Mulch trials: Which types work best?

MULCH TRIALS: WHICH TYPES WORK BEST?

Four years of ‘citizen science’ mulch trials on lime farms in the Mareeba region has shone a light on what kinds of mulch are the best performers – and it has also led to farming changes.

Mutchilba horticulturalists Michelle and Ante Milicevic are now using Rhodes grass hay annually right across two orchards and, as a result, they’ve improved soil health and significantly reduced their watering and spraying regimes.

“We’d put tea tree and hay in before but not every year,’’ Michelle said. “Since starting annual mulching we’ve been watering a lot less. We used to water every two to three days in the hot dry weather. Now we can push it out to every four or five days, and even a little bit more if we need to.

“Before the trials, we sprayed to keep the weeds down so that our sprinklers worked well. Now we’re not spraying as much because the weeds aren’t coming up. And the ground is a lot easier to dig up. The soil is softer, even where it’s being worked outside the mulch row.”

Four mulches trialled

Terrain NRM and the farmer-led Wet Tropics Soilcare group trialled four mulches – hay, tea tree, pine wood chip and organic matter from mowing the inter-rows – on two farms in the Mareeba district.

Hay was the best performer, followed by tea tree and organic matter. Terrain NRM agronomist Sally Fields said the long-term soil health benefits of woodchip were also evident.

“The trials were on farms with sandy loam soils with a low capacity to hold nutrients (a cation exchange capacity of less than two on both sites at baseline testing in 2021). We took a bunch of measures, full soil tests, leaf sap testing, penetrometer readings and worm counts, and monitored soil health parameters of infiltration. An average yield per tree was also recorded on three occasions at Milinder Farming.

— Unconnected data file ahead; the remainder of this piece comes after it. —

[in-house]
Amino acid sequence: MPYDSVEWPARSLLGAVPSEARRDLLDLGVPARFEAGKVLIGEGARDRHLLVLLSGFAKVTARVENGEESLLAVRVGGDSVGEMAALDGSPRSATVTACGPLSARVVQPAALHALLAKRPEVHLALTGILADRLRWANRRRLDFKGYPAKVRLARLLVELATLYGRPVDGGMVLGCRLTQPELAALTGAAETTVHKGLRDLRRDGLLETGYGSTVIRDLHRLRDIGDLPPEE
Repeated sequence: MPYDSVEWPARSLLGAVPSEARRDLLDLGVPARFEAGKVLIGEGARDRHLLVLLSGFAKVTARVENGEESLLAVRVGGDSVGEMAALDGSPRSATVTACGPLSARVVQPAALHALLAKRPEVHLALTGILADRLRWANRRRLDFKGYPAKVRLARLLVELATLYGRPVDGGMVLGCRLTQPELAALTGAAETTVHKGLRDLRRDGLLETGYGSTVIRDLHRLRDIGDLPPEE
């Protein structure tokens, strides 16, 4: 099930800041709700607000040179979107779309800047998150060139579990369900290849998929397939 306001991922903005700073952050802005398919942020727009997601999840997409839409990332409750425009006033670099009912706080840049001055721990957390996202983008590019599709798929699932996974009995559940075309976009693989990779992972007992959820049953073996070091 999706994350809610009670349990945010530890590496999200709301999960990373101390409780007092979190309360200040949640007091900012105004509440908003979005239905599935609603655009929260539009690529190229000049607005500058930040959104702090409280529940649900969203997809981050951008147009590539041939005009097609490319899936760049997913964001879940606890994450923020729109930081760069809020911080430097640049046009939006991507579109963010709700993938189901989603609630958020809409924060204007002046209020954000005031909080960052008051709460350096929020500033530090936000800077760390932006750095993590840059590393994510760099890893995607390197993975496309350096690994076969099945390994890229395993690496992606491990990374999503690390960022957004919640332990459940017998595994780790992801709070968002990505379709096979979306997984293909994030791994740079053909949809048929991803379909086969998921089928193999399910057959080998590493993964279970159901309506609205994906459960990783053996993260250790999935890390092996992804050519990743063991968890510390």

“Growers are recognising more and more the importance of ground cover – keeping your soil covered at all times protects it from water and wind erosion and maximises water infiltration. But many orchards continue to spray under trees and have bare ground under the canopy. We took on this project with Wet Tropics Soilcare because growers were curious to see how much mulch mattered.”

Healthier, more productive trees

Ms Fields said one telling result was the “phenomenal” difference between using side-throw from the mower and mulching – with noticeably healthier and more productive trees under hay and tea tree mulch.

Soil analysis results from both farms showed soil health had also improved under mulch.

She said the trials showed the soil health benefits of woodchip mulch in particular, but also the need to carefully select and apply your woodchip.

“The best choice is ramial (branch) woodchip because the nutrient loads are much higher in the branch-growing region of a tree. Woodchip taken from the trunk will have higher carbon and nitrogen rates and it’ll need more time to break down before using it. Hardwood is better than softwood for orchards. Softwoods like pine need to sit for at least six to 12 months before application to make sure tannins and chemical compounds have leached out.

“The thickness of the mulch layer is also important. Best practice is to apply a two-to-five-centimetre blanket so that you achieve fungal dominance without overdoing it. The woodchip feeds the fungi in the soil.

Best option: Applying both hay and woodchip

“While Rhodes grass hay is the easiest and most economical of the three – especially when you can make your own hay – the best option is to apply both hay and woodchip. Put a light layer of hardwood down every other year and cover it with hay. It’ll ensure optimal ground cover, good levels of organic matter for soil health, and weed suppression.”

Lime grower Tina Caamano said her family’s journey to improve soils began with her parents, and it had led to significant improvements in the yield and shelf life of their produce.

“In these trials, it has been interesting to see the impacts over a monitored timeframe of by-products right here in our home town,’’ she said.

“The uptake of trace elements that a lime tree needs to survive and produce at high yields has been significantly higher in mulch than in virgin ground. And we are not using as many chemicals to combat weeds, which also aids the soil’s health.”

The mulch trials are part of Terrain NRM’s soil health project, working with more than 150 farmers from across the Wet Tropics region through on-farm workshops and tailored farm management plans. This project is supported by Terrain NRM through funding from the Australian Government’s National Landcare Program.

Learn more:

See our Mulch for Tropical Orchards’ video on Terrain NRM’s YouTube channel.

Detailed reports from the two mulch trial sites:

Mulch-Trials-Milinder-Site-2020-to-2023

Mulch-Trials-Caamano-Site-2020-to-2023

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